Government authorities such as municipalities, school boards, and provincial and federal governments undertake projects which require them to obtain land from private property owners. In many cases, the authorities only require a small portion of the private property owners’ land for an easement or for related purposes such as utilities, although, in certain instances, entire properties are required (i.e., full vs. partial expropriation).

The authorities will attempt to purchase the land required from a project through a negotiated process with the affected property owners. The first step in the negotiation process is a hearing with the Board of Negotiation at the Local Planning Appeals Tribunal (formerly Ontario Municipal Board). Absent successful negotiations, the authorities may use the expropriation process to ensure that the land is obtained in a specific timeline to suit their project needs. Simply, an expropriation is a transfer of lands or an easement to an authority for reasonable compensation, including payment for the fair market value of the transferred lands, without the property owners consent.

In Ontario, an expropriation by an authority must follow the process set out in the Ontario Expropriations Act to ensure that the rights of the property owners are protected.

Sometimes, authorities will seek a negotiated resolution while the expropriation process is underway. This approach is necessary to ensure that the lands are in the authorities possession in the necessary timeframe; however, it can also save costs of both sides. Expropriation proceedings can be discontinued and the land transferred to the authorities in exchange for the payment of the negotiated compensation.

If your land has been expropriated or the authorities require an easement on your property to accommodate a public work, call the expropriation lawyer at Goldstein Law Firm to ensure you maximize the compensation that you deserve in conjunction with an expropriation in Ontario.

Legal Fees in Expropriation Law Matters

The Expropriations Act in Ontario allows for claimants to be reimbursed for any legal fees incurred through the expropriation process, as long as they have been awarded 85.0% or more of the compensation that was originally offered by the expropriating authorities. The Expropriations Act will cover reasonable legal, appraisal, and professional fees that are associated with the expropriation.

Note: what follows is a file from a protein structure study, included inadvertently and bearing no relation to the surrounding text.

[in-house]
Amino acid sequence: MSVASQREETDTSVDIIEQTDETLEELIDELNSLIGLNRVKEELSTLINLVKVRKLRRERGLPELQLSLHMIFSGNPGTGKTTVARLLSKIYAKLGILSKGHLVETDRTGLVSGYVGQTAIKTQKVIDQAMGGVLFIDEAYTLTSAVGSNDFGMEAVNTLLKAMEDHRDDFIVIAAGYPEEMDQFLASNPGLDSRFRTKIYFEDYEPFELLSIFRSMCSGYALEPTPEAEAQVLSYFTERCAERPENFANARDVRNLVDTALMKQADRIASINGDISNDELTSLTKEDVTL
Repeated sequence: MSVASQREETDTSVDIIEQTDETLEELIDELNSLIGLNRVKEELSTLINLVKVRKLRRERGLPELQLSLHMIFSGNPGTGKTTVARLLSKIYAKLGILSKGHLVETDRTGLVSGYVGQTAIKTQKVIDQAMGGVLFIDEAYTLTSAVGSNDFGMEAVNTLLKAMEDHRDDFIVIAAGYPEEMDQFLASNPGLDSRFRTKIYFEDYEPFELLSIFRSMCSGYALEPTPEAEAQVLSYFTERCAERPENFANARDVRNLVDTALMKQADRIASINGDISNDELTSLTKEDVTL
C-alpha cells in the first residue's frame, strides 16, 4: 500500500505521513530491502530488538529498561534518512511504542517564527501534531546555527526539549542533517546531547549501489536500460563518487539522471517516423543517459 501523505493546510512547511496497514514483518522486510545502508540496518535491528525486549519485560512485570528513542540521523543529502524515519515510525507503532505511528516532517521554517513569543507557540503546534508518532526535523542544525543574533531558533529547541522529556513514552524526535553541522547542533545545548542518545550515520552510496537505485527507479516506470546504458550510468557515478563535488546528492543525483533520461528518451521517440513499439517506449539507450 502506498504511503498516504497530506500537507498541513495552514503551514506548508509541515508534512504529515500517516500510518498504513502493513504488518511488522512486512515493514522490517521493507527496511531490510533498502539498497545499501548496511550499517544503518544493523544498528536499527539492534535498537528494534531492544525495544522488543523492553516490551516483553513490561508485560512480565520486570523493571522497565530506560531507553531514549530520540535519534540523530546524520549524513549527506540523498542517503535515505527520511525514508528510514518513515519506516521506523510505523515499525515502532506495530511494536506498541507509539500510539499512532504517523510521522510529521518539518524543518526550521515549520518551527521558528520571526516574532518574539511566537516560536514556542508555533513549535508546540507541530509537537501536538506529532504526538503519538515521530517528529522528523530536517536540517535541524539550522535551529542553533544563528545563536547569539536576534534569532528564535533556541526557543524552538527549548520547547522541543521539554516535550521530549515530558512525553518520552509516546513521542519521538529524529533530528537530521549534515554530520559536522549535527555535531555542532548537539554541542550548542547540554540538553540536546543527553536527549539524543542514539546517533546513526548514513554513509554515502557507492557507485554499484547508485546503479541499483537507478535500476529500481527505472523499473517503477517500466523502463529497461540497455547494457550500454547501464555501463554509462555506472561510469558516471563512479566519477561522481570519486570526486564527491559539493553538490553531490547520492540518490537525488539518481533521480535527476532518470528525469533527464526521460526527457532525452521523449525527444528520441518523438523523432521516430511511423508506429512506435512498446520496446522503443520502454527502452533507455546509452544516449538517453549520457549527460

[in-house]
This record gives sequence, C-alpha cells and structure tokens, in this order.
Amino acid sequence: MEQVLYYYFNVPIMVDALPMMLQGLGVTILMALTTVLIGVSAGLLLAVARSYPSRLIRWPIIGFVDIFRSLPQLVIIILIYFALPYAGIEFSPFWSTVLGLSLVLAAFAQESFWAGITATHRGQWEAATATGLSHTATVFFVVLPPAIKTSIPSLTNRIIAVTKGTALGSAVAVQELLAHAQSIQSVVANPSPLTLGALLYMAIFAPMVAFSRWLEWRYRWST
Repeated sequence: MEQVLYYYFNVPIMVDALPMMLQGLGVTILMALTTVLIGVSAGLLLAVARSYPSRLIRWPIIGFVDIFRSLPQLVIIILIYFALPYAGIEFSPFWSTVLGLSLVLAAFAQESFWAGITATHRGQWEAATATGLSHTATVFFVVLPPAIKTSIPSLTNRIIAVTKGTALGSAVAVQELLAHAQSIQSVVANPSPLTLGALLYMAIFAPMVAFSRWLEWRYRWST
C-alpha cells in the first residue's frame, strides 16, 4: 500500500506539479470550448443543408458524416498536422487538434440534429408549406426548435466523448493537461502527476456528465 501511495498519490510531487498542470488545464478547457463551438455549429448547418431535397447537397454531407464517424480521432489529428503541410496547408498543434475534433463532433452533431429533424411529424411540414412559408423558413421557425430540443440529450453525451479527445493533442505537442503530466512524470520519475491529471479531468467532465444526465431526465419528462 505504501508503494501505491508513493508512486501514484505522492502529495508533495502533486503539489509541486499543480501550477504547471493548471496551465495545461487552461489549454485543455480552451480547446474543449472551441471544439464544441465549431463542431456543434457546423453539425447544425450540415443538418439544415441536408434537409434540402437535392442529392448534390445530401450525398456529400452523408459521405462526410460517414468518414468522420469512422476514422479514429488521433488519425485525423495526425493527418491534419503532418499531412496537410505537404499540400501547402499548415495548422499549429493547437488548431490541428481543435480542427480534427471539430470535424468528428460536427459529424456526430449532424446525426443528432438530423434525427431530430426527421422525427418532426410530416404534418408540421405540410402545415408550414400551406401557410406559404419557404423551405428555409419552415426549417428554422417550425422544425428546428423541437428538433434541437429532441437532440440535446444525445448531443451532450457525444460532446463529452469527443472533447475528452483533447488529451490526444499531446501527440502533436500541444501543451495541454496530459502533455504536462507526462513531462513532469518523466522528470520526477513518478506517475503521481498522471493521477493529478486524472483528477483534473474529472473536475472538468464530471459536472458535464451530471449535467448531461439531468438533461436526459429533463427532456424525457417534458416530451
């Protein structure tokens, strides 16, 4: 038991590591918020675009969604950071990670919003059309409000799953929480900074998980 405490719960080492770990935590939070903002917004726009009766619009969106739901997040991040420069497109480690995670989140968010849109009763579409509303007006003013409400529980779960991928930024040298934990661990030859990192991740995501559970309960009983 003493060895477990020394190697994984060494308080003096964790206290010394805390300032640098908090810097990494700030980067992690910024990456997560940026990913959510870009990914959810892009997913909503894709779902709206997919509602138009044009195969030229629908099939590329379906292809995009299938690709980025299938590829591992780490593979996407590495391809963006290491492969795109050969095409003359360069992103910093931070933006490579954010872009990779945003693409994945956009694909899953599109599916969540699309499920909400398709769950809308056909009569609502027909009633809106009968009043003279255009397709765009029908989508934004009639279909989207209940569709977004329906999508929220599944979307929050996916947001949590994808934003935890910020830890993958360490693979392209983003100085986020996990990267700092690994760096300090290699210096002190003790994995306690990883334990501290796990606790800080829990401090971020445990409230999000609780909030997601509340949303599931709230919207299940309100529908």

In our expropriation law practice, clients can retain our expert expropriation law counsel without paying any fees out-of-pocket. We also have a team of advisors, including business valuators, land use planners, and appraisers, that may necessarily be engaged through the expropriation process, whose reasonable fees will be covered by the expropriating authorities. Accordingly, if your property is in the midst of an expropriation, it is best to consult with a qualifying expropriations lawyer as the Expropriations Act protects clients against the payment of substantial out-of-pocket legal and professional fees.

I have received a Notice of Expropriation — what now?

When the government is set to expropriate your land, you will receive a Notice of Expropriation. The Notice will include, among other details, the date on which the authority requires possession of the lands (“Notice of Possession”) and a date which the owner can select on which the property will be valued (“Notice of Election”).

Following issuance of the Notice of Expropriation, the authorities have the right to enter the property owners land to conduct an appraisal or valuation, which is then served upon the property owner.  The property owner has the choice whether to accept the offer by the authorities in full and final settlement of all expropriation related claims or to accept the offer while preserving the property owners’ right to claim additional compensation. Where the latter option is chosen, the property owner will proceed through formal or informal negotiation in the Land Appeal Tribunal (formerly Ontario Municipal Board).

The initial offer and appraisal produced by the authorities are generally below fair market value in hopes that the property owner does not consult professionals to determine a fair price for their expropriated property.  It is imperative that as a property owner being expropriated by the authorities you do not accept the initial offer of compensation and rather consult experienced legal counsel to discuss your rights and obligations.

Expropriation is a complicated process that requires the assistance of experienced professionals (lawyers, valuators, real estate appraisers, land use planners, etc.). 

Goldstein Law is well-versed in the case law related to expropriation and the necessary procedure to ensure you maximize the value of your expropriated business or property. Contact us today if you have any questions at 647-838-6740.